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The Lego Ninjago Movie review

Posted by admin on September 26, 2017

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You know what people are not sick of? Legos. The toys have been around for many years and each set adds on to their creative repertoire with the countless possibilities that anyone could come up with (I know that their meant for children, but there are a huge number of adults that love them too). The Lego Movie became of the biggest surprises of 2014, showing off not just the passion for the Lego brand, but what it can be done on a cinematic level. We got The Lego Batman Movie, which not only continued that ideal, but may have proved to be one of the better Batman movies in recent memory.

So naturally, I was curious to see what Warner Brothers would want to produce in Lego format. That ended up being The Lego Ninjago Movie. Unlike The Lego Movie and The Lego Batman Movie that already had well known characters, the new movie only seems to be based off of a Lego set that became a cartoon that I’ve never seen. So there is a lot more pressure on this to deliver on the high Lego brand and to give us more characters. Let’s see if The Lego Ninjago Movie can stand along the others.

The land of Ninjango seems to be an American/Japan combination where ninja warriors can freely fight monsters. In fact one warlord Garmadon (played by Justin Theroux) keeps invading the city to take it over. His use of Shark robots and fellow warriors give him an edge, but are always defeated by the secret ninja force. This consists of the green ninja Lloyd (played by Dave Franco) red ninja Kai (played by Michael Peña), blue ninja Jay (played by Kumail Nanjiani), black ninja Cole (played by Fred Armisen), silver ninja Nya, white robot ninja Zane, and their leader Master Wu (played by Jackie Chan).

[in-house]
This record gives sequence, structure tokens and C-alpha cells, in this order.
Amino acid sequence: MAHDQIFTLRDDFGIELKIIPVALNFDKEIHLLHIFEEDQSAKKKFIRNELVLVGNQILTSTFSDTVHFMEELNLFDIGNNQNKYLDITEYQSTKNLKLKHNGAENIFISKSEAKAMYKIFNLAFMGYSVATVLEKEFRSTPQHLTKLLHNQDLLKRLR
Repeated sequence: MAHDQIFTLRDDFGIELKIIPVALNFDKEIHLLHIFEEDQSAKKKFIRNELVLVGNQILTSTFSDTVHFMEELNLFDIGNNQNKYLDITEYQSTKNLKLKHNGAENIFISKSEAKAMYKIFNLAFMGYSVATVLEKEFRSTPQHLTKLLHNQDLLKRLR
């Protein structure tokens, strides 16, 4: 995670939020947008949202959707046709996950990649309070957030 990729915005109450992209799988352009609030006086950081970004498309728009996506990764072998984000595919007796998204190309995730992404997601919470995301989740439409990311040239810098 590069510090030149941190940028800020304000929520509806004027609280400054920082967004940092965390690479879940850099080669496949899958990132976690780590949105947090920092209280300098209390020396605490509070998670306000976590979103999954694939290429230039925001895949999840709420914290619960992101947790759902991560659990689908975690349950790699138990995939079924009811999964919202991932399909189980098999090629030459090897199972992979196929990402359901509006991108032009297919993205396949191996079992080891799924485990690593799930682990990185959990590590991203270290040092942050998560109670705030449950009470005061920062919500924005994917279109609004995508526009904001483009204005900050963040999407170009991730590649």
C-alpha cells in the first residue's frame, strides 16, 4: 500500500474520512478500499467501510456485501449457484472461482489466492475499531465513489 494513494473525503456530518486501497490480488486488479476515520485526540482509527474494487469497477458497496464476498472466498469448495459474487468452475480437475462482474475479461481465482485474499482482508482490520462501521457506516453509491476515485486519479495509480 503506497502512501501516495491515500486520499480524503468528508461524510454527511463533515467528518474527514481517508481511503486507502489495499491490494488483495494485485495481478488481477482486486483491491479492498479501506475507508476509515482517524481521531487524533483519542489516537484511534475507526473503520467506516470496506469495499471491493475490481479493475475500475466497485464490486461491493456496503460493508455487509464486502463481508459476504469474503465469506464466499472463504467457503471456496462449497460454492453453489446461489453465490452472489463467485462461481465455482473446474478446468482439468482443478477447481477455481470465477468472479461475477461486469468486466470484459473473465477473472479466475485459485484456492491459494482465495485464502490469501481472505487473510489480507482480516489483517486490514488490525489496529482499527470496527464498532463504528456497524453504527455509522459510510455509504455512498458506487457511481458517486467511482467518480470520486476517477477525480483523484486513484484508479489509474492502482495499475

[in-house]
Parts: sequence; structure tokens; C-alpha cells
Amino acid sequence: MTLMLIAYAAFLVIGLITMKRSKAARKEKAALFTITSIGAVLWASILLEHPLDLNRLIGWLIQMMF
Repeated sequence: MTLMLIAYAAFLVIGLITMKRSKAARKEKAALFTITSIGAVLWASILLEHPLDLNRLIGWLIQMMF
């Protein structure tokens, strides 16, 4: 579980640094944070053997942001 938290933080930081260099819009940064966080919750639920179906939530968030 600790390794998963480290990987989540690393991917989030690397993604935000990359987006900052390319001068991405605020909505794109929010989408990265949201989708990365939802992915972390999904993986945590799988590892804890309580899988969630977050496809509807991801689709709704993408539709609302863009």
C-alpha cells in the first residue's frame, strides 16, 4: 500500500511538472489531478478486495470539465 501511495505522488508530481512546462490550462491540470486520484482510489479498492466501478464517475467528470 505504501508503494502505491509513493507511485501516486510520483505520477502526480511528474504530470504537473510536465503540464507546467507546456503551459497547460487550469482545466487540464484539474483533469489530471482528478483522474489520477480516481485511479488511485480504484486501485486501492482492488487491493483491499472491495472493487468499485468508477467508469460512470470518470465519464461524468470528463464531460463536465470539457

Lloyd may be a skilled ninja and constantly saves the city, he’s disliked by his school for being the son of Garmadon. This put’s a lot of stress on him with the hope that he can one day confront his father. Master Wu tells him that the only way to defeat him is to use his mind rather then his weapons and fists. When Lloyd attempts to use the “ultimate weapon” on Garmadon, he accidently gives the villain the edge and finds himself and the ninja force lost. Master Wu them tells them they have to cross the nearby forest to find the “ultimate, ultimate weapon” if they want to save Ninjango.

The scenario for The Lego Ninjango Movie not only sounds cliché, but very stock. While I can say that it’s self aware, it fails to match the same level of creativity and laughs as the previous movies have done. I understand that the movie is trying to be an extended jab at those old Saturday morning cartoons where these kinds of stories were commonplace. In fact, for the first half hour, I was getting into this world and what was being shown. As the story went on, however, I kept thinking that there was more that could have been done. Why couldn’t there have been some more twists to the scenario? Why not have certain characters switch sides?

The voice acting was fine. While I got laughs from Jackie Chan, Dave Franco and Justin Theroux, many of the other ninjas don’t get enough time to show off their personalities or even get out their own jokes (okay, I did like the robot ninja). I’d say that except for the previous three, it’s merely passable.

Most of the laughs came from the visual humor of Ninjango and how everything is still Lego-made. While I won’t spoil the “ultimate weapon” joke, it had me laughing for a while as any kids with a pet and Legos would understand why they don’t go hand in hand.

I think where my biggest issue is over the movie’s lesson of words over violence, which is a good message, but I feel like that The Lego Movie already covered it much smarter and more unexpected. If they were going to do it again, at least offer a new angle, especially with the stock story presented.

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I’ll give this three green ninjas out of five. This is probably the first Lego film that I was unimpressed by. While it wasn’t bad, it may have aimed for children too closely. This is probably going to disappoint the adults who liked the previous movies. Kids will like this fine, but The Lego Ninjago Movie won’t be the big hits that the last movies were. 

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